It might be embarrassing, but expecting mothers: it is ok to tell friends and family to be vaccinated before they see your baby.
Pertussis, or Whooping Cough as it is more commonly known, is at the highest level of outbreak in the past 50 years. Ann Arbor specifically, reports a high level of the disease in their schools.
So, why does this put your newborn in danger?
As a child, we are all vaccinated for Whooping Cough. However, according to Sarah Clark, an associate research scientist at C.S. Mott Children's Hospital, this vaccination wears off by the time of adulthood. Newborn babies are not able to receive the vaccination until they are two months old. This means, babies can be fatally infected unknowingly by their family members.
"You know, sometimes people think, oh you know, it's just a bad cough I've had for some time," Clark said,"They don't know they are putting a vulnerable baby in harms way."
In a recent poll conducted by the Children's Hospital, 61 percent of adults cannot remember the last time they were vaccinated. Only 20 percent of adults reported to being vaccinated in the last 10 years.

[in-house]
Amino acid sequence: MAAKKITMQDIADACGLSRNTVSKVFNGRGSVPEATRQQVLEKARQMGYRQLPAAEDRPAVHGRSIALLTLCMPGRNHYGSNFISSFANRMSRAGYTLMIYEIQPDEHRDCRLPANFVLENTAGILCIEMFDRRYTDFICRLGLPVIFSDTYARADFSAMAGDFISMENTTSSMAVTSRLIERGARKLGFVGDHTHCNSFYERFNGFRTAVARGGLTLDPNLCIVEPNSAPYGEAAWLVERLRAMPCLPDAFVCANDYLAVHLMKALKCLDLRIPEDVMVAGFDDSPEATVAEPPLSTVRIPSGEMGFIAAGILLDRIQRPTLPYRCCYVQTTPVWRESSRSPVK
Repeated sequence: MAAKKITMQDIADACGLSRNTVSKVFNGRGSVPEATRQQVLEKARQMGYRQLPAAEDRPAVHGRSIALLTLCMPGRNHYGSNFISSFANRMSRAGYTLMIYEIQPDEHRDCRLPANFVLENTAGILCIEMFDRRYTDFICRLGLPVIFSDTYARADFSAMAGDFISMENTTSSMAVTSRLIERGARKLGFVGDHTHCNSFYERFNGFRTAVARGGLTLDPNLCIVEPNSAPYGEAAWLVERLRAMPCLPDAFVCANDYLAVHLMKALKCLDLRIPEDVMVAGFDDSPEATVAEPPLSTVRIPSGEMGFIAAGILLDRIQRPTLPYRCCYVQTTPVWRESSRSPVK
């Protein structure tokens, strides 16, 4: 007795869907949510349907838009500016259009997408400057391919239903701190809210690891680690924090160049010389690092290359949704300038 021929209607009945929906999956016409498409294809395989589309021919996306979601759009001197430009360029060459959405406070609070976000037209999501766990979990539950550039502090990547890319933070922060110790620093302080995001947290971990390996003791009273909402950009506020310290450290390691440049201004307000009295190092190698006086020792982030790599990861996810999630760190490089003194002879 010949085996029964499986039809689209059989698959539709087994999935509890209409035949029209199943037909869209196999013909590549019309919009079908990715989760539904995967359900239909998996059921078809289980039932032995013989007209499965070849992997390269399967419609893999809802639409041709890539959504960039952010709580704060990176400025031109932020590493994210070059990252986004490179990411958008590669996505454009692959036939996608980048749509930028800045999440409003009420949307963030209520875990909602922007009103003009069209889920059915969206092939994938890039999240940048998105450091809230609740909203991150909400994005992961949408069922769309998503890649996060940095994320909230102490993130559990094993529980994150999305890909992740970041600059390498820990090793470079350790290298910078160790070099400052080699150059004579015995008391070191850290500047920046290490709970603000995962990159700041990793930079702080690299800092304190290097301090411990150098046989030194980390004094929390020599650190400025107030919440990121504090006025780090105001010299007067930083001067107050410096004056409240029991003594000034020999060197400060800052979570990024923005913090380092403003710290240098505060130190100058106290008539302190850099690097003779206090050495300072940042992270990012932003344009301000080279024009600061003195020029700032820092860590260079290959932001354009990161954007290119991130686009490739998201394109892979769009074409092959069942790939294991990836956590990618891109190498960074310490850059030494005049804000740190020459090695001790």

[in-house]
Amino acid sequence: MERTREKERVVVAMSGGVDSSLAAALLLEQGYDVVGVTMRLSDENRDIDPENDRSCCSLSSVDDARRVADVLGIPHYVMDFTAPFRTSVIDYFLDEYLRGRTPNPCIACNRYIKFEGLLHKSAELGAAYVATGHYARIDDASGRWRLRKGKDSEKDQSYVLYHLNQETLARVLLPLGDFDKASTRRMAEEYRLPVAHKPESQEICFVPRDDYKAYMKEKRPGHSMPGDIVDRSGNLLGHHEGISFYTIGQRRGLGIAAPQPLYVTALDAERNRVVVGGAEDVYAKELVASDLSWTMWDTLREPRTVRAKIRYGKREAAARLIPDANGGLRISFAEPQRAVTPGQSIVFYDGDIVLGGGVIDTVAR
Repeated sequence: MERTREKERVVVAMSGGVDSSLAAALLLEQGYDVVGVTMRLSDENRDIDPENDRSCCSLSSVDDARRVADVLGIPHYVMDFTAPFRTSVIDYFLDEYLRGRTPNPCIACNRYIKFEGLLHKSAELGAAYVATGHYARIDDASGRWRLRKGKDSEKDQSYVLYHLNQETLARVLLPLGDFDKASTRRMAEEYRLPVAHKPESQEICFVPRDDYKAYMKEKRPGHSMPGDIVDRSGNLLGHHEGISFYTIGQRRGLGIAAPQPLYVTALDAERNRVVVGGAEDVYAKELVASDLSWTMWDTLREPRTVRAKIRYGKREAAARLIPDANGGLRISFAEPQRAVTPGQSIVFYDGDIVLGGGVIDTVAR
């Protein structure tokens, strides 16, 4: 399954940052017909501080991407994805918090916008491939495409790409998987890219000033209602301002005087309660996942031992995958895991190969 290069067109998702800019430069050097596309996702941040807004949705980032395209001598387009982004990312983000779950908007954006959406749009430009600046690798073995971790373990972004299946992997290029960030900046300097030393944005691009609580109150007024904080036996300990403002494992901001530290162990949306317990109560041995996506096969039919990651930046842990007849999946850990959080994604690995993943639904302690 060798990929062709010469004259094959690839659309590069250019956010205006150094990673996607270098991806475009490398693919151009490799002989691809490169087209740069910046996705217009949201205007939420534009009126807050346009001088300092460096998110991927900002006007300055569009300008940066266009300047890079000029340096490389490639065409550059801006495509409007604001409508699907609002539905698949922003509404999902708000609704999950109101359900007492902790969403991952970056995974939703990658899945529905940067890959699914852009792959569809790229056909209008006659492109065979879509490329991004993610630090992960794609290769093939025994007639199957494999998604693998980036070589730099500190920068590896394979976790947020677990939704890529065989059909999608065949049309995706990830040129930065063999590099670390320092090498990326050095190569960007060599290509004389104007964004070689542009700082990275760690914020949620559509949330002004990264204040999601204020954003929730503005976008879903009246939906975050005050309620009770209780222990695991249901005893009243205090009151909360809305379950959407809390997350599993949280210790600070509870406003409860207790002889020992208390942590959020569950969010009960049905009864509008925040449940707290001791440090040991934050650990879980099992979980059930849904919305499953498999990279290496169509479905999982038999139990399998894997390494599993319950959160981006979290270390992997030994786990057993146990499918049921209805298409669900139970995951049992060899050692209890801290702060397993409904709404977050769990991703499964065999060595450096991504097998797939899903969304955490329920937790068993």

"They think this is a childhood disease," said Clark, "But it doesn't last."
While it may be uncomfortable to ask, the study found that most people would rather know their child is safe than face a little social tuft. Most people showed that they agreed that parents should make sure that all visitors are vaccinated against Pertussis before seeing their new baby.
"It's a conversation that needs to be had," said Clark, "And it can be just one more thing on the list for expecting parents. To talk about with family and close friends before the baby is born. So that when that baby comes home from the hospital, he or she is going to be surrounded by people who will not be infecting them."
-Alana Holland, Michigan Radio Newsroom